GREENLAND Vancouver-based TRUE NORTH GEMS has acquired an option to earn a 100%-interest in the historic Fiskenaesset ruby property. The company has crews at the site to determine the extent of the surface and bedrock deposits, choose bulk sampling sites, and identify drilling targets. The company is also examining recovery techniques, determining the unique geological properties of the Greenland ruby, and conducting in a preliminary market test.
The Fiskenaesset property is located in the Qeqertarsuatsiaat district, 160 km south of the capital, Nuuk. Ruby was first discovered in the district in 1953 and, to date, 50 tonnes of high-grade ruby ore have been produced. The area has seen intermittent exploration and artisanal production since 1972. In 1981, a carefully collected, 1.36-tonne, mini-bulk sample processed to completion yielded 340 grams of rough ruby, including approximately 21 grams of good-quality polishable material.
The Greenland rubies are found along the contact between layered anorthosite and amphibolite, where they formed during regional metamorphism in the Archean. The Fiskenaesset anorthosite complex has also been shown to contain rich chromitite deposits. The favourable mineralized contact zone can be traced over a folded strike-length of nearly 200 km. Rubies are part of a metamorphic mineral assemblage that includes over 50 minerals, including sapphire, pargasite, cordierite and spinel. Ruby is relatively abundant and widespread in this setting, with individual crystals growing up to over 1 cm in size.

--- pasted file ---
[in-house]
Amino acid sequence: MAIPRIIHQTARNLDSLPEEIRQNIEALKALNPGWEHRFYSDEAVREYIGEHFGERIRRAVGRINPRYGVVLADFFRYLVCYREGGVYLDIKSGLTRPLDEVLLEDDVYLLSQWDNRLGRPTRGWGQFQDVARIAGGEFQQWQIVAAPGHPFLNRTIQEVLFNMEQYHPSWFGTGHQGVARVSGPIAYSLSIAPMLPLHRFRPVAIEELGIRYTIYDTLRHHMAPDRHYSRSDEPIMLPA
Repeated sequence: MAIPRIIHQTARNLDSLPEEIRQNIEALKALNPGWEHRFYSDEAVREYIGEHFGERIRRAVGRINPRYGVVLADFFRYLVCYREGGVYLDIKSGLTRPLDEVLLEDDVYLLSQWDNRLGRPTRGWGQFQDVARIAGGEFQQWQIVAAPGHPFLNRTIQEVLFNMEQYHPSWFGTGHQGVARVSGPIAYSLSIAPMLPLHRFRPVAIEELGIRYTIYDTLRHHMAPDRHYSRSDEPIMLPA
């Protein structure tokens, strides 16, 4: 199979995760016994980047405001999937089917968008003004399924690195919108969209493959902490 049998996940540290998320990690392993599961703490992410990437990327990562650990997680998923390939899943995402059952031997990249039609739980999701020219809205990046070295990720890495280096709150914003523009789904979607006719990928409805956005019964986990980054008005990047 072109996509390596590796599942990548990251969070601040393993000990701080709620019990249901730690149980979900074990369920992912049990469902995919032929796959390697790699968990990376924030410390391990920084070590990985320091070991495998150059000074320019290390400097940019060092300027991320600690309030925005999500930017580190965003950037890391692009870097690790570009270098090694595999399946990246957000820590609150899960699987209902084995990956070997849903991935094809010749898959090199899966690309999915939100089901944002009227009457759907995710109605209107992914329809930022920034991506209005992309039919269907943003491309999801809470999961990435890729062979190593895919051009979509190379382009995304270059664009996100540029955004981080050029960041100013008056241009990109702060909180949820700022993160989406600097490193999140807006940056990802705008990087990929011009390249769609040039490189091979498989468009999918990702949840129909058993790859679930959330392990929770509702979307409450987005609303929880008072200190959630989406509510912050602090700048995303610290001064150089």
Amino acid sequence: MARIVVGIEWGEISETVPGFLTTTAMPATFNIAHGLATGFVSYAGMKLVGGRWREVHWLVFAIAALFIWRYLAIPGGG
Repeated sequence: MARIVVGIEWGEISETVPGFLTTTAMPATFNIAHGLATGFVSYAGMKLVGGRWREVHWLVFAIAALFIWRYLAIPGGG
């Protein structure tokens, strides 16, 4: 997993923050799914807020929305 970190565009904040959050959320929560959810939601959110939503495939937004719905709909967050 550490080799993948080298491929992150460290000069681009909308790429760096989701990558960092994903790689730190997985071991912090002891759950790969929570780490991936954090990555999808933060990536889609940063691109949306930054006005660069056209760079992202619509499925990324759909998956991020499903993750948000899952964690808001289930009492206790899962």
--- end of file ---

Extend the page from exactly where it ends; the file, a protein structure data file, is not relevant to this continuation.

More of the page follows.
True North hails the Greenland deal as the successful achievement of its business strategy to obtain properties representing the "Big Three" of coloured gemstones: emerald, sapphires and rubies. True North has emerald-bearing claims in Yukon and sapphire prospects on Baffin Island. The company's web site (www.TrueNorthGems.com) has a photo of a showpiece necklace containing 2.39 carats of True North's emeralds.